February 25, 2013 / 12:47 PM / in 5 years

Investors cheer centre-left lead in Italy polls

MILAN (Reuters) - Italian shares and bonds rallied sharply, lifting European shares and the euro, after the first polls from a crucial election showed the pro-reform centre-left was well ahead of former premier Silvio Berlusconi’s conservative bloc.

Democratic party (PD) leader Pierluigi Bersani casts his vote at a polling station in Piacenza, February 24, 2013. REUTERS/Paolo Bona

The centre-left was ahead by 5.5 percentage point in the lower house and by 6 percent in the Senate, according to a telephone poll for Italy’s Sky television published as voting ended at 1400 GMT. That helped to lift European shares and forced German Bund futures to extend losses.

The euro was up nearly one percent against the dollar on the day with forex traders closely following political developments in Italy, the euro zone’s third-largest economy.

Yet, results looked tied in the key swing region of Lombardy which the centre-left will need to be sure of control of both houses of parliament.

Beppe Grillo’s anti-establishment party appeared to be a distant third.

Italy’s main FTSE MIB stock market index extended gains and was up 3.9 percent at 1430 GMT, while the bond yield spread between 10-year Italian and German bonds dipped below 255 basis points, its lowest since mid-January.

“From the polls, it looks like (PD leader Pierluigi) Bersani has got it, even in the Senate (upper house), though there’s a bit of doubt surrounding the outcome in the swing Lombardy region,” said a fund manager at a large Milan investment house.

“The market didn’t want Berlusconi back in the driving seat and the polls are showing the centre-right is coming out a loser. It will be Bersani who decides whether he needs (centrist Prime Minister Mario) Monti or not.”

Italy’s complex electoral law could deliver a hung parliament if the winning coalition does not manage to secure enough seats in the Senate (upper house).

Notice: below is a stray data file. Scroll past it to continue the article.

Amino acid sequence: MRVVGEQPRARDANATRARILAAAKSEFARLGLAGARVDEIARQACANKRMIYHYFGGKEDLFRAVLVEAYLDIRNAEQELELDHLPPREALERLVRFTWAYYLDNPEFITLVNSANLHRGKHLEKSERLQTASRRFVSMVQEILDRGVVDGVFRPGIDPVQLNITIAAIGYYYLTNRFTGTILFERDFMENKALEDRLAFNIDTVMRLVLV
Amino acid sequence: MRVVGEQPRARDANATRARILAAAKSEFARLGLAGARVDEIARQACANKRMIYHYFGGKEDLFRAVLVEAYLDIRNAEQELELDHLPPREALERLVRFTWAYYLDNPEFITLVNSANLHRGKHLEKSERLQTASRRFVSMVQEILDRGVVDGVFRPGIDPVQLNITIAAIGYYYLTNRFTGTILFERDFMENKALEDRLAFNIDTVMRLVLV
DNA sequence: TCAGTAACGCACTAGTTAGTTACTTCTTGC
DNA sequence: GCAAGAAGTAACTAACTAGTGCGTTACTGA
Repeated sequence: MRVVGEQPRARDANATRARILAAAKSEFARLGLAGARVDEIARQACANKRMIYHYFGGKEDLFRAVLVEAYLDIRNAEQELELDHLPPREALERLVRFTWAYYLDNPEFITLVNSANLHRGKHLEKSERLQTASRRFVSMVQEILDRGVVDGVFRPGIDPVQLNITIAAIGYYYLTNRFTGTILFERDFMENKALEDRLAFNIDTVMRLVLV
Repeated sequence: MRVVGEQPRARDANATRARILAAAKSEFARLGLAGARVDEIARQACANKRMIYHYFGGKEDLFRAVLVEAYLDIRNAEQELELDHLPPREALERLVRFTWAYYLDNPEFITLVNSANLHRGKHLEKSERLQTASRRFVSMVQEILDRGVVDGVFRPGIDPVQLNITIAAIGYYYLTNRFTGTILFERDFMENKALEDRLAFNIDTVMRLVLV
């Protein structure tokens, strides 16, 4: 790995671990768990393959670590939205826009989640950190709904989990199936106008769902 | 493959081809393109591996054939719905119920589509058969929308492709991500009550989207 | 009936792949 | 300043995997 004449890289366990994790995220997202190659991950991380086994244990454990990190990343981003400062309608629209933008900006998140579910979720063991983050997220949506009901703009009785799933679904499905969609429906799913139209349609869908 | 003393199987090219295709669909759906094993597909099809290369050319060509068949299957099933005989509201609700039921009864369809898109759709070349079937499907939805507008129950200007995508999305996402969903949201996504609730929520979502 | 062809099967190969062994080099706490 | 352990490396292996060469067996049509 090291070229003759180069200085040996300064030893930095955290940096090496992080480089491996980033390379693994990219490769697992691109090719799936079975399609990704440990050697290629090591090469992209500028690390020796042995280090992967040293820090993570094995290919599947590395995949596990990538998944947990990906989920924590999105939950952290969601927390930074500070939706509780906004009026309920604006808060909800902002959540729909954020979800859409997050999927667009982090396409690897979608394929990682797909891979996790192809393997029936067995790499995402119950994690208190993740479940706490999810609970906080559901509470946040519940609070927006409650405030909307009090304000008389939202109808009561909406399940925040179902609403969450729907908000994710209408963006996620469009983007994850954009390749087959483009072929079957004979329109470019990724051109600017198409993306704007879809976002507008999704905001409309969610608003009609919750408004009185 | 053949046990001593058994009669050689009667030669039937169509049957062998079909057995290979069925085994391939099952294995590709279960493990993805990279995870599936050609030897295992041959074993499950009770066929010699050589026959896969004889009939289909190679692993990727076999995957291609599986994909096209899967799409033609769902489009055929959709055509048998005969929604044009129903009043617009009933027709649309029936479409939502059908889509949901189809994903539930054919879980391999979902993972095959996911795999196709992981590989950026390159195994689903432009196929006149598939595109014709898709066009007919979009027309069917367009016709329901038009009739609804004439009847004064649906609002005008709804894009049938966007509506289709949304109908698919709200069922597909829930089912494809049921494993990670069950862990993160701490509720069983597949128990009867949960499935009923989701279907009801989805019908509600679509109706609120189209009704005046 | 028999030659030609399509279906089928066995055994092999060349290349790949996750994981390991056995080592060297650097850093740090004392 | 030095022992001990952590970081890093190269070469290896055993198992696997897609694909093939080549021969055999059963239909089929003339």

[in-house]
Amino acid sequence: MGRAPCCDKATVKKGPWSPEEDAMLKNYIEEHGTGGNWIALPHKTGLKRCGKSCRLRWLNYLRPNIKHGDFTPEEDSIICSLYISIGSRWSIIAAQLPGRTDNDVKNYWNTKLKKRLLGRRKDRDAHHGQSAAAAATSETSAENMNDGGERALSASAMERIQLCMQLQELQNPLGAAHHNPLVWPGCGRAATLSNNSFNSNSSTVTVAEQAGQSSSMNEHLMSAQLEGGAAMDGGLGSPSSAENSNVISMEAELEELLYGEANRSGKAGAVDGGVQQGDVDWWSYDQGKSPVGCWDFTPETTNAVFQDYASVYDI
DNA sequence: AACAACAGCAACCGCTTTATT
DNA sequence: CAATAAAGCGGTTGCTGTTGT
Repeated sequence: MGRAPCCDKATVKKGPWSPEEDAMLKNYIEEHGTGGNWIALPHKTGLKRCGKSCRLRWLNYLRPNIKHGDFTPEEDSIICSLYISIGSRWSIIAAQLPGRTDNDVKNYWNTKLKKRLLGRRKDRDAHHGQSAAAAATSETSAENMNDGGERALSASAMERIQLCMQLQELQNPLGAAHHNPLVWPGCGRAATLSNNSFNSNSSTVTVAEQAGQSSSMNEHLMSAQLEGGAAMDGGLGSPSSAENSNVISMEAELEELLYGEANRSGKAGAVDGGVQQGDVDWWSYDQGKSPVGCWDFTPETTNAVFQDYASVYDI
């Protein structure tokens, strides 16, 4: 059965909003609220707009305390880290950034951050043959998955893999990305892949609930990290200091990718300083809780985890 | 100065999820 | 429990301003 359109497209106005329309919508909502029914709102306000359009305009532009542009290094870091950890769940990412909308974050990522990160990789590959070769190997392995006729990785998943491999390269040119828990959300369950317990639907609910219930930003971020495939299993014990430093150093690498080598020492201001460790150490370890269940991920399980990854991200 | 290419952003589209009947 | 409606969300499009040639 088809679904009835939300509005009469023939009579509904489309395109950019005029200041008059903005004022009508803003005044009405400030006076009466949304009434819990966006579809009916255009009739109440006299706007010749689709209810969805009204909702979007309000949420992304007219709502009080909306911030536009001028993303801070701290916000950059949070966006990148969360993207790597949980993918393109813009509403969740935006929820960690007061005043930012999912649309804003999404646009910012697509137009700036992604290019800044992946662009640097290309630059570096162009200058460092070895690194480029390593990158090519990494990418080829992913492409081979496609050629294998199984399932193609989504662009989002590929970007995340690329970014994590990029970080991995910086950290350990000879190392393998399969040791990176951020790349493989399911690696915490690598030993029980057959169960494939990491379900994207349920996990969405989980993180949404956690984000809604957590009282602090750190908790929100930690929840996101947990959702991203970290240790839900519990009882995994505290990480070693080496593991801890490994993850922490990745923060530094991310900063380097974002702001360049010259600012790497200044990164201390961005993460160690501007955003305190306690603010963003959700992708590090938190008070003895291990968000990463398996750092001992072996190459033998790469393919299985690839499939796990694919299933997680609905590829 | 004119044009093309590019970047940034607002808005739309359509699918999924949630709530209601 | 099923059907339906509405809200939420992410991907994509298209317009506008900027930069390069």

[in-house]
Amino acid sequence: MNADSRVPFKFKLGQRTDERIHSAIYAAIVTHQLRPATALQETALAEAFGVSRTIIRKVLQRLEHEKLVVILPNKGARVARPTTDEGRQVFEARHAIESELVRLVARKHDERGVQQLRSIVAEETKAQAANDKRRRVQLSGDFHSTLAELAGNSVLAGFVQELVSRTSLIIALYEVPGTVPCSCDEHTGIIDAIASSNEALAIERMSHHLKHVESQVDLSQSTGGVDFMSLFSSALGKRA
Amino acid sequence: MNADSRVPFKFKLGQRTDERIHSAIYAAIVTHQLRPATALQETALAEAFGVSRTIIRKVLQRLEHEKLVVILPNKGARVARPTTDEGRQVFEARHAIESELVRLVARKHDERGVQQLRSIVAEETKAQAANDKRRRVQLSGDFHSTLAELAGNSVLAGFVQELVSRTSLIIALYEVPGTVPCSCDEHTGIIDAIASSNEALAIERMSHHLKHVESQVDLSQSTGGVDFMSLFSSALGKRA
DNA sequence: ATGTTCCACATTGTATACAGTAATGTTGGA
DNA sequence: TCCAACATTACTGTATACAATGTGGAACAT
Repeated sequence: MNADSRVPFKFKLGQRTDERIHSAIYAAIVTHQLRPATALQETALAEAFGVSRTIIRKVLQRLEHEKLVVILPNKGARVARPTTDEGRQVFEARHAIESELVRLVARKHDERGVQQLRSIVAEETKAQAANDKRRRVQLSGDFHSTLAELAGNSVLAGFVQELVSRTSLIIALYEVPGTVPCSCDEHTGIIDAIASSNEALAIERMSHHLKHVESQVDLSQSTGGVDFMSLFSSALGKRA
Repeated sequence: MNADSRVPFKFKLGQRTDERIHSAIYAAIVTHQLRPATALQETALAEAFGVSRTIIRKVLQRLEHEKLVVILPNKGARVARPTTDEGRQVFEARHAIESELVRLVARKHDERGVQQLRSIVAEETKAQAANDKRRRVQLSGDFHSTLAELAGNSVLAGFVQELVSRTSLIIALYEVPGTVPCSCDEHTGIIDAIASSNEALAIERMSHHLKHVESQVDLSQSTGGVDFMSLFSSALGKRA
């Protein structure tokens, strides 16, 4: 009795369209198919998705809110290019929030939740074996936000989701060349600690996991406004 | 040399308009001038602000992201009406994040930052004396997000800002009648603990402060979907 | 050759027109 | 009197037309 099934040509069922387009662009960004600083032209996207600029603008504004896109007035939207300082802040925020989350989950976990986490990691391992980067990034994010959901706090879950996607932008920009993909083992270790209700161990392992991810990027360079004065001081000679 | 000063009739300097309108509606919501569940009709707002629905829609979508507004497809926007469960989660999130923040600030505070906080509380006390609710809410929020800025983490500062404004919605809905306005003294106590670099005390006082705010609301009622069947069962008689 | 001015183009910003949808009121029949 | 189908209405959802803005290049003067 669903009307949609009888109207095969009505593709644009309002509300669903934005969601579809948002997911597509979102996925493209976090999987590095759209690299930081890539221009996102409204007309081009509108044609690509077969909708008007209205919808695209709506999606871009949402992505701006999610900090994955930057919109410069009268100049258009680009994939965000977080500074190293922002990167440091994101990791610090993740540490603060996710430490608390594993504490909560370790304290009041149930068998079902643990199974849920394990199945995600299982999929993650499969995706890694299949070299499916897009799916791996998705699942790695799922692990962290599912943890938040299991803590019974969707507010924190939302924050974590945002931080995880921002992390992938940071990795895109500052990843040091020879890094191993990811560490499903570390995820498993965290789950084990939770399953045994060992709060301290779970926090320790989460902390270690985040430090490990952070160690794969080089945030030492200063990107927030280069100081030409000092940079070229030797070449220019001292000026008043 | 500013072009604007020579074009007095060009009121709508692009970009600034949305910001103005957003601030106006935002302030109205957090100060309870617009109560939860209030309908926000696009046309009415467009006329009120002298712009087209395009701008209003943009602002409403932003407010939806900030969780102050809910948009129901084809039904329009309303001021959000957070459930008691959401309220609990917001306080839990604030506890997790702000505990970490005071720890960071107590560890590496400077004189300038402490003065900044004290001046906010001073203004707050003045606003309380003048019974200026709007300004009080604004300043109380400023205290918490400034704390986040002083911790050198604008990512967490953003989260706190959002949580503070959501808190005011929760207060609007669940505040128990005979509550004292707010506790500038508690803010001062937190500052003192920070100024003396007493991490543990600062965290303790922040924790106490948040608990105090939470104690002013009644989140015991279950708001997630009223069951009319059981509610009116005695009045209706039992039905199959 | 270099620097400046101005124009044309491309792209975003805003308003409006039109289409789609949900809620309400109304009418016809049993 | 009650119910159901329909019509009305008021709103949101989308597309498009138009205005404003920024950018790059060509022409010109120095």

Italian bank shares rallied strongly. UniCredit, which had to be suspended limit-up in heavy trading, was indicated up 8 percent. Berlusconi’s Mediaset, which had suffered losses in the run-up the elections, was also up 9 percent.

Opinion polls before the vote and a low turnout on the first day of voting on Sunday prompted some traders to place bets already earlier on the day on a victory for the centre-left Democratic Party (PD) of Bersani in coalition with outgoing Prime Minister Mario Monti.

Heavy snow in several Italian cities and bad weather elsewhere kept some voters away from polling stations on Sunday, when turnout was around 55 percent, down from 62.5 percent at a previous election. This had possibly hurt Berlusconi, whose voters tend to be older, traders said.

“We have to wait for the confirmation, of course, but the market is relieved that Berlusconi won’t play an active role in the government,” said Michael Leister, rate strategist at Commerzbank.

“This tail risk is not materializing and it allows the BTPs to recover quite well. Also, Bersani might be able to form a government with Monti. They get these extra seats so they might come close to a stable majority.”

Earlier on Monday, the Italian Treasury paid slightly higher borrowing costs to sell 4.07 billion euros - near the top of its targeted amount - of 2-year zero-coupon bonds and inflation-linked BTPs.

But at 1.68 percent, the yield paid was well below the 1.80 percent of the secondary market, traders said.

Additional reporting by Francesca Landini, Silvia Aloisi, Giulio Piovaccari and Jennifer Clark in Milan, and Marius Zaharia in London; Editing by Keith Weir

0 : 0
  • narrow-browser-and-phone
  • medium-browser-and-portrait-tablet
  • landscape-tablet
  • medium-wide-browser
  • wide-browser-and-larger
  • medium-browser-and-landscape-tablet
  • medium-wide-browser-and-larger
  • above-phone
  • portrait-tablet-and-above
  • above-portrait-tablet
  • landscape-tablet-and-above
  • landscape-tablet-and-medium-wide-browser
  • portrait-tablet-and-below
  • landscape-tablet-and-below